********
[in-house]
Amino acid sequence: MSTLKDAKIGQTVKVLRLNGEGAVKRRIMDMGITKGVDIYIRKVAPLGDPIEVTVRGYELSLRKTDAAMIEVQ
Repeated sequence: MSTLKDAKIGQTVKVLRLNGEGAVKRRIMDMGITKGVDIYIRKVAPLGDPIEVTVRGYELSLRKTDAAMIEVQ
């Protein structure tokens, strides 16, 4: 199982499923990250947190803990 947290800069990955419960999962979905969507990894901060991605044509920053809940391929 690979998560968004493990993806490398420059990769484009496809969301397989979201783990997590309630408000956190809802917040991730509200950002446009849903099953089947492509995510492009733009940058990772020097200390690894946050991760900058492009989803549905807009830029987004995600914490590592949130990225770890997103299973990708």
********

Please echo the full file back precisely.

[in-house]
Amino acid sequence: MSTLKDAKIGQTVKVLRLNGEGAVKRRIMDMGITKGVDIYIRKVAPLGDPIEVTVRGYELSLRKTDAAMIEVQ
Repeated sequence: MSTLKDAKIGQTVKVLRLNGEGAVKRRIMDMGITKGVDIYIRKVAPLGDPIEVTVRGYELSLRKTDAAMIEVQ
């Protein structure tokens, strides 16, 4: 199982499923990250947190803990 947290800069990955419960999962979905969507990894901060991605044509920053809940391929 690979998560968004493990993806490398420059990769484009496809969301397989979201783990997590309630408000956190809802917040991730509200950002446009849903099953089947492509995510492009733009940058990772020097200390690894946050991760900058492009989803549905807009830029987004995600914490590592949130990225770890997103299973990708």